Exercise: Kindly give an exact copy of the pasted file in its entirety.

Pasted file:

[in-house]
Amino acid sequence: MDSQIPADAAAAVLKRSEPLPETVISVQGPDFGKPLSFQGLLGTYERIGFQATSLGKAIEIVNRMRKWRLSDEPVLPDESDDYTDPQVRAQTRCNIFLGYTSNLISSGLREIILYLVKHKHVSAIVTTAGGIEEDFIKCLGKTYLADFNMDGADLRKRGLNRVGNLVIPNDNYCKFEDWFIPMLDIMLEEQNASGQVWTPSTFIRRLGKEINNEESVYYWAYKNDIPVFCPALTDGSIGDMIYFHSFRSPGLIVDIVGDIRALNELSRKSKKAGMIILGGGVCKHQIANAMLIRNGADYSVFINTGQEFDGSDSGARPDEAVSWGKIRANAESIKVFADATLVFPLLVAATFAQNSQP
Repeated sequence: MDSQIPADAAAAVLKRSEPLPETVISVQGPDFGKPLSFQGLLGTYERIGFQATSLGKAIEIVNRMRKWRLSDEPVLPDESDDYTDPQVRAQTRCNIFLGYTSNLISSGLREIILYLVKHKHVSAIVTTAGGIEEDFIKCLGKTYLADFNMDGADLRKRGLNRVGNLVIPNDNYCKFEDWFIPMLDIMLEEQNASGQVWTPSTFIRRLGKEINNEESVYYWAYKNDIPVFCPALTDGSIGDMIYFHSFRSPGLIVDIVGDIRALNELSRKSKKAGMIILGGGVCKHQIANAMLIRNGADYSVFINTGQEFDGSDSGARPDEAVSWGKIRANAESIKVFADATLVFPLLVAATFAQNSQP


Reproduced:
[in-house]
Amino acid sequence: MDSQIPADAAAAVLKRSEPLPETVISVQGPDFGKPLSFQGLLGTYERIGFQATSLGKAIEIVNRMRKWRLSDEPVLPDESDDYTDPQVRAQTRCNIFLGYTSNLISSGLREIILYLVKHKHVSAIVTTAGGIEEDFIKCLGKTYLADFNMDGADLRKRGLNRVGNLVIPNDNYCKFEDWFIPMLDIMLEEQNASGQVWTPSTFIRRLGKEINNEESVYYWAYKNDIPVFCPALTDGSIGDMIYFHSFRSPGLIVDIVGDIRALNELSRKSKKAGMIILGGGVCKHQIANAMLIRNGADYSVFINTGQEFDGSDSGARPDEAVSWGKIRANAESIKVFADATLVFPLLVAATFAQNSQP
Repeated sequence: MDSQIPADAAAAVLKRSEPLPETVISVQGPDFGKPLSFQGLLGTYERIGFQATSLGKAIEIVNRMRKWRLSDEPVLPDESDDYTDPQVRAQTRCNIFLGYTSNLISSGLREIILYLVKHKHVSAIVTTAGGIEEDFIKCLGKTYLADFNMDGADLRKRGLNRVGNLVIPNDNYCKFEDWFIPMLDIMLEEQNASGQVWTPSTFIRRLGKEINNEESVYYWAYKNDIPVFCPALTDGSIGDMIYFHSFRSPGLIVDIVGDIRALNELSRKSKKAGMIILGGGVCKHQIANAMLIRNGADYSVFINTGQEFDGSDSGARPDEAVSWGKIRANAESIKVFADATLVFPLLVAATFAQNSQP